in, Welcome to the Yap Community Page

Origin of the People of Yap Island
from the Yap Visitors Bureau
Stone Platform at the Ngolog well; courtesy of Sam Baamafel and Dominic Fanasog

Legend has it that prior to a great flood over 2000 years ago, five supernatural beings or spirits “surfaced” from a water well in the Ngolog Village on Yap. These five spirits became the first inhabitants of Yap. One day the spirit named Gusney left his companions on a journey to find new lands. He sailed in a canoe using only his hands, the wind and the currents of the ocean. After many months, Gusney came upon a human family from Indonesia. He sent them to Yap to let the other spirits know of his whereabouts. That human family made Yap their home with the other spirits on island. These were the ancestors of the Yapese people.

However, one should note that Yap is not the traditional name of the island. Stories told by elders describe the time the first foreign ship came to Yap around the early 1600’s. When the ship dropped its anchor, a canoe of local warriors from the island sailed out to greet the ship. Using sign language, the warriors indicated that they wanted the captain to come ashore for discussions. As the Captain boarded the warrior's canoe, he pointed towards the shore and asked the name of the island. Thinking that the Captain was pointing at a canoe paddle held by a navigator sitting in the bow, the warriors responded “Yap.” The name was then recorded by the Captain as the name of the island. To this day the islands of Wa'ab are known to the outside world as Yap, which actually means ‘canoe paddle.’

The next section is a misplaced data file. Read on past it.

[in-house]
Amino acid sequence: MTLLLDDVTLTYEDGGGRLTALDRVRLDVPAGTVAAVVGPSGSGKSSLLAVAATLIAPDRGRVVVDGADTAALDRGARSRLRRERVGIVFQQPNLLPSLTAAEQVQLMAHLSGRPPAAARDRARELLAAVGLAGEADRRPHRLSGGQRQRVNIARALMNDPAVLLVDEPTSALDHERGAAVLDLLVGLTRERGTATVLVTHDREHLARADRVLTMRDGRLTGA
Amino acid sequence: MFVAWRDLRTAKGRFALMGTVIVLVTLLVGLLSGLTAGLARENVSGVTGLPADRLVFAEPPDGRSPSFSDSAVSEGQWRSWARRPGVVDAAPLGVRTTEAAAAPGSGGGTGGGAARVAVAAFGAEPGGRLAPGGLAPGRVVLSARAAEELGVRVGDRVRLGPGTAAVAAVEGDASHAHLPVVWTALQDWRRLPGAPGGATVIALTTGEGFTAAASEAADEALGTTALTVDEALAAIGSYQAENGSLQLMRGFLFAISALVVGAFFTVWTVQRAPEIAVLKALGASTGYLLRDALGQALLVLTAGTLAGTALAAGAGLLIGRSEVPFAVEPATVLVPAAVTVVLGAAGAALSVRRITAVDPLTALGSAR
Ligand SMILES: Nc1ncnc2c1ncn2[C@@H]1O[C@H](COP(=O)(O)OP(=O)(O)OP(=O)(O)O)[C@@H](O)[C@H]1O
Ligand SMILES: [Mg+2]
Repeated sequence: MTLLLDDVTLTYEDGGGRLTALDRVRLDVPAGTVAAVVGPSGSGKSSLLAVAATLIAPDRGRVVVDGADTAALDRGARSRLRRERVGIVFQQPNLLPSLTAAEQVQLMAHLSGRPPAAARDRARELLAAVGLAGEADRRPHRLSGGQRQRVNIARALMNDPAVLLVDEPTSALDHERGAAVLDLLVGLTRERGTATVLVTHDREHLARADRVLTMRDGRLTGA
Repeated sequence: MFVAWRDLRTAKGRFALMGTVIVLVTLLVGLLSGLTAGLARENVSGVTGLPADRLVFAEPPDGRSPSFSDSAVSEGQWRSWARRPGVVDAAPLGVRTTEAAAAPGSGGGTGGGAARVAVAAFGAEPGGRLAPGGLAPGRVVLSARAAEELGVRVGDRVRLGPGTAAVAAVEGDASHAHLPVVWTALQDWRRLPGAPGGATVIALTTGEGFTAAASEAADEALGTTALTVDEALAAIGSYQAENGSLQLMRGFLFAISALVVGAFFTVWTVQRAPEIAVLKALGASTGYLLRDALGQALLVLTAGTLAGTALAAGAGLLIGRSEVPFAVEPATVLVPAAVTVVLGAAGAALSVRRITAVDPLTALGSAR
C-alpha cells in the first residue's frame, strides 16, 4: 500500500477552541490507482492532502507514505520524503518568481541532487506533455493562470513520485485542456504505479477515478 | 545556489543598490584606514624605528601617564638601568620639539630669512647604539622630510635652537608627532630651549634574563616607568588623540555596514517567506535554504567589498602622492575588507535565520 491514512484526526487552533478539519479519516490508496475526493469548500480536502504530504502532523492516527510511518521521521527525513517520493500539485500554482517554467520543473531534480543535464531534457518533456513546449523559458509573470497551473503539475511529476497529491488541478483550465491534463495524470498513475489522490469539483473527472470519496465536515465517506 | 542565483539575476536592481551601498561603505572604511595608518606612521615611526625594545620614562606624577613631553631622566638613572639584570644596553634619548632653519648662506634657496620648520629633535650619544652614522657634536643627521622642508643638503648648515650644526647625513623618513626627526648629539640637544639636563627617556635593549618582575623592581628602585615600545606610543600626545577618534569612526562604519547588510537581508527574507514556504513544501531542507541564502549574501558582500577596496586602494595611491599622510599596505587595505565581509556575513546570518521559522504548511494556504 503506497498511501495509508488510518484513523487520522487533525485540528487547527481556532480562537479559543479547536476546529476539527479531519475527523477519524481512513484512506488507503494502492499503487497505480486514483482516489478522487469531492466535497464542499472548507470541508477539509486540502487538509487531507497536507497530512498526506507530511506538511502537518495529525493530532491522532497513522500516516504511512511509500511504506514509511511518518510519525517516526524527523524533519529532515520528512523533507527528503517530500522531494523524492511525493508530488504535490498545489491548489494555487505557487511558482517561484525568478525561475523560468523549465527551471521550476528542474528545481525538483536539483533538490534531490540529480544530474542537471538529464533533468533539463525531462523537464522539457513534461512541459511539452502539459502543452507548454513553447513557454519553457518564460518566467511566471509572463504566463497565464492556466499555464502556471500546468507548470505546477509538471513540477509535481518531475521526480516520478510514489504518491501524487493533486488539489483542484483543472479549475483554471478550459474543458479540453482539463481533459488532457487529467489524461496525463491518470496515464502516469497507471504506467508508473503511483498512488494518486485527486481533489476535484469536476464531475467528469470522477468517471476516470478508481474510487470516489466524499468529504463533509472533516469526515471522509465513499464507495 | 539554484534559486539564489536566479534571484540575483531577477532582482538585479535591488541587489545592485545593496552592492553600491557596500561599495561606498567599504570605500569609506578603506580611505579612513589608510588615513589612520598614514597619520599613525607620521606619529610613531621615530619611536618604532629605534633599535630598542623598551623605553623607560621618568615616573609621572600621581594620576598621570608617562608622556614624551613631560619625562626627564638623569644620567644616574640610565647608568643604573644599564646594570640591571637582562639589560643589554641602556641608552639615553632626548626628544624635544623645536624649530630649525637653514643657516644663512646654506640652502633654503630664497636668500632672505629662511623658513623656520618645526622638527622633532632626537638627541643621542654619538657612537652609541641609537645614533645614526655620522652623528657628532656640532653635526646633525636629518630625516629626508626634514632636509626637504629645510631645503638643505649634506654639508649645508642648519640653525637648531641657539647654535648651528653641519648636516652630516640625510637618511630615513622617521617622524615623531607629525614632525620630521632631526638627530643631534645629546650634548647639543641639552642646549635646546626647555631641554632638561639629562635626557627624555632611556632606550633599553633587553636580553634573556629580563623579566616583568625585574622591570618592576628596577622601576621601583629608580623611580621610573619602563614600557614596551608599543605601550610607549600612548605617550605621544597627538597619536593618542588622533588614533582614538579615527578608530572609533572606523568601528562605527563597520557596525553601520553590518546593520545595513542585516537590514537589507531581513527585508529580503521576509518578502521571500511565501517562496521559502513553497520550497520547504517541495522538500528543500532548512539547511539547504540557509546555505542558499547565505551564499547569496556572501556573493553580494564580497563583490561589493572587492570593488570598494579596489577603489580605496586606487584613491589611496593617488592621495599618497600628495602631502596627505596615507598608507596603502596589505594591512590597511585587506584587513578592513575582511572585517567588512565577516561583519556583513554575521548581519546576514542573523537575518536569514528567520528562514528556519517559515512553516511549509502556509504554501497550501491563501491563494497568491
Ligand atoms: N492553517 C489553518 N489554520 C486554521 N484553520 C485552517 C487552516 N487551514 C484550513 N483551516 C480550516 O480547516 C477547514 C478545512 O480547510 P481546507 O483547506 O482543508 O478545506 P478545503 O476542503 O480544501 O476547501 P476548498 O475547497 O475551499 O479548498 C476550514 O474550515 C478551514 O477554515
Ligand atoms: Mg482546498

Yap State, Federated States of Micronesia

Flag of Yap State; courtesy of Wikimedia
Map of Yap State; courtesy of Wikimedia

Capital: Colonia
Population: 11,647 (2006)[1]
Land Area: 100.2 sq km (38.7 sq mi)
Languages: Yapese, Ulithian, Woleaian, Satawalese, English
Indigenous Ethnicities: Yapese, Ulithian, Woleaian, Satawalese
Greetings: Mogethin

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Climate & Climate Impacts